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Old Posted Oct 30, 2009, 8:49 PM
kaneui kaneui is offline
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Subcontractors have largely been cut out of the $106 million Health and
Learning Center construction project at Northern Arizona University.
(photo: Jake Bacon)

Locals losing campus contracts
Despite receiving 43 local bids, the Phoenix-based general contractor for the $106M Health and Learning Center at NAU has hired just two local subcontractors.

Arizona Daily Sun
October 30, 2009

NAU officials are touting the $106 million Health and Learning Center construction project as a boon for the sagging local construction industry. Over the course of 21 months, the project will create an estimated 2,500 jobs, officials say. But despite receiving 43 bids from local subcontractors, most of the contracts so far have gone to Valley-based firms, not local companies. A representative for the Phoenix-based general contractor Mortenson Construction, which is in charge of the project, confirmed that only two contracts have gone to Flagstaff-based firms: Auza Construction and Ignace Drywall. The news has left several local businesses that were qualified to bid on the construction contracts wondering why most of the contracts were primarily given to out-of-town firms.


One of the local bids came from Ron Boyer of Boyer Metal Company. He said he was disappointed in the process, saying he learned only after going through a lengthy pre-qualification process that Mortenson had opted to use a highly unusual bidding process. It essentially barred his company from formally bidding on the project because Boyer Metal didn't receive the top score as part of the interview process. Mortenson Construction had asked only the company with the highest rating, a Phoenix-based contractor named Interstate Mechanical Corp., for a formal bid. It was then compared to prices offered by three independent estimators. The contract was worth up to $12 million, according to Boyer.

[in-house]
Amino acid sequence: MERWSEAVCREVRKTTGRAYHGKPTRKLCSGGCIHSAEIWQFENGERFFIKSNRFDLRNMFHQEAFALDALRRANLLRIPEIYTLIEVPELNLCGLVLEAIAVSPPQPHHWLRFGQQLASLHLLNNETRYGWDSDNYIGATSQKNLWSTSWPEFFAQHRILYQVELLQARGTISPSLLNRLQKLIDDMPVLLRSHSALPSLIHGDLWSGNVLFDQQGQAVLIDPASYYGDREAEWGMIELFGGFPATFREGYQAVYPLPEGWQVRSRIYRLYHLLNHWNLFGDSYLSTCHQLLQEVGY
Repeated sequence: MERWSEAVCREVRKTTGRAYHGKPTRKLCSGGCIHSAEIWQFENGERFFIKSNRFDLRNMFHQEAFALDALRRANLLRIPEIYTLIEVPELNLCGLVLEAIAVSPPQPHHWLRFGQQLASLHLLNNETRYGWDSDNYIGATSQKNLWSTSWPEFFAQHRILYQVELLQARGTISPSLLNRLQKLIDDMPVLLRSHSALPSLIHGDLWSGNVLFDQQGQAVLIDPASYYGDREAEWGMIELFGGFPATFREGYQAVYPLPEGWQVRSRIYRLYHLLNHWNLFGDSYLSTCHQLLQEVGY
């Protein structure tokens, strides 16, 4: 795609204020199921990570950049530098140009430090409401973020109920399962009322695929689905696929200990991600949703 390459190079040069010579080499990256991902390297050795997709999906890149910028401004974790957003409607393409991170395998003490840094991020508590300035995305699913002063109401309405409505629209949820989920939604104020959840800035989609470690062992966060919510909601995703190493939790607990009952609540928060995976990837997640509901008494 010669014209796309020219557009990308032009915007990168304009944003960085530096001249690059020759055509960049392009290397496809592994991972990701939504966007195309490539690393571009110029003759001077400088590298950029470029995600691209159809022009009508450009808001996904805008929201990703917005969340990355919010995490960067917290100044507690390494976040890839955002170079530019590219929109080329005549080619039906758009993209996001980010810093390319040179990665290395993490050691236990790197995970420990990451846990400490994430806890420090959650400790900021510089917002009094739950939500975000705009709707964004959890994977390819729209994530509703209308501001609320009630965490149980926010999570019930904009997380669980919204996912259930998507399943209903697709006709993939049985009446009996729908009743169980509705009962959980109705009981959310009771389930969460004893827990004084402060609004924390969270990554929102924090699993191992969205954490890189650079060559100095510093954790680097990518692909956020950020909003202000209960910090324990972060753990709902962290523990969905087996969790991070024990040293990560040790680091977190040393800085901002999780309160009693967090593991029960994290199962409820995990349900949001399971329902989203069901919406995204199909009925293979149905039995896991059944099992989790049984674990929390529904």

This is different than how most bids for state contracts are typically handled. Usually, the top prequalified companies are asked to submit their bids, with the lowest bidder typically getting the contract. Boyer said he has never seen such a process in the decades he has worked as a heating and air conditioning contractor. Ron Wilson with Mortenson Construction, said the process might be unusual, but it is legal under Arizona law. Both NAU and Mortenson separately sought legal advice to ensure that the process was following state guidelines for issuing contracts, Wilson said.


But what happened next is what was even more confusing. Out of the blue, Boyer Metal was asked directly by Mortenson to formally bid on the contract. It turned out that Interstate gave an initial bid that was deemed to be too high by Mortenson's estimators. Gary Dial with Dial Mechanical Company, which partnered with Boyer Metal on the bid on the Health and Learning Center contract, said he immediately started work on drafting a detailed bid. "We just dropped everything for a shot like that," Dial said. He said this company's share of the contract would have been worth as much as $1 million, roughly twice the size of the typical job for Dial Mechanical. Working on the bid late into the night over the weekend, the two companies were abruptly told the following week that they didn't need to submit a bid after all. Mortenson Construction had allowed Interstate to submit a new, lower bid. The two local companies have a long history with NAU, building countless buildings on the Mountain Campus. Recent projects worked on by both firms include the High Country Conference Center and the Applied Research and Development building at NAU.


Another local contractor, N.J. Shaum & Son, opted not to bid on the Health and Learning Center. The owner of the electrical contracting company, Frank Patton decided after pre-qualifying to bid on the project that the short time frame set by Mortenson would be next to impossible for his company to meet. However, Patton believes that Mortenson was never really interested in hiring local subcontractors. He said in the weeks after Mortenson awarded the contract to another Phoenix-based firm, he saw ads encouraging local firms to apply. So he called. He was told the contracts were already awarded. Two weeks later, he saw the same ads again. He again called and was told again that the electrical contractor had been picked. "To me, that was a sham," Patton said.


Wilson of Mortenson said that although most of the major contracts have been awarded, a job fair to be held today at the High Country Conference Center would be inviting companies to bid on contracts for weatherproofing, temporary security services and site cleanup. The Health and Learning Center will replace the 40-year-old Fronske Health Center, renovate and expand the 20-year-old Recreation Center and replace the 49-year-old stadium when completed in the fall of 2011.
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